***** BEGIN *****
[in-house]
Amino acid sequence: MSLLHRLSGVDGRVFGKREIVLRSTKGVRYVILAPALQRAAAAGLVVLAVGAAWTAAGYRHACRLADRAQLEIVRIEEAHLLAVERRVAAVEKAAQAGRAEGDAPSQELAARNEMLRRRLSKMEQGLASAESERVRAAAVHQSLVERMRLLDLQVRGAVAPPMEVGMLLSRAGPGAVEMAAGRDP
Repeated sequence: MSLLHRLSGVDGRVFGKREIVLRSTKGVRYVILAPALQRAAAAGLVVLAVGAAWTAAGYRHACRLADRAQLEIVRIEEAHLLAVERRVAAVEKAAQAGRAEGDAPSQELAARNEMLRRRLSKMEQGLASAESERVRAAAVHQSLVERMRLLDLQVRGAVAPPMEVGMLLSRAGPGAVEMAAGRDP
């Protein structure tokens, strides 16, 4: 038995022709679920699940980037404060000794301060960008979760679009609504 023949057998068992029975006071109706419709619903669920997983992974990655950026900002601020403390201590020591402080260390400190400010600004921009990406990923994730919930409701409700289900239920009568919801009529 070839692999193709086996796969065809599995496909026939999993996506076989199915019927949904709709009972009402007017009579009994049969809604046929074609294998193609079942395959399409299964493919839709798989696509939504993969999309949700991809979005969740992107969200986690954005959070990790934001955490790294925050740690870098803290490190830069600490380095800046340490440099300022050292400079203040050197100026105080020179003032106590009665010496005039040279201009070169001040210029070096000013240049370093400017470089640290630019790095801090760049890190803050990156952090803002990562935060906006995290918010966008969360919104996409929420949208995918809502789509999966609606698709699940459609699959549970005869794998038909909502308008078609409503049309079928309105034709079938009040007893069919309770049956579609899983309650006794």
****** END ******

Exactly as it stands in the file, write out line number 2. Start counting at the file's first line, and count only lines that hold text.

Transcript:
Amino acid sequence: MSLLHRLSGVDGRVFGKREIVLRSTKGVRYVILAPALQRAAAAGLVVLAVGAAWTAAGYRHACRLADRAQLEIVRIEEAHLLAVERRVAAVEKAAQAGRAEGDAPSQELAARNEMLRRRLSKMEQGLASAESERVRAAAVHQSLVERMRLLDLQVRGAVAPPMEVGMLLSRAGPGAVEMAAGRDP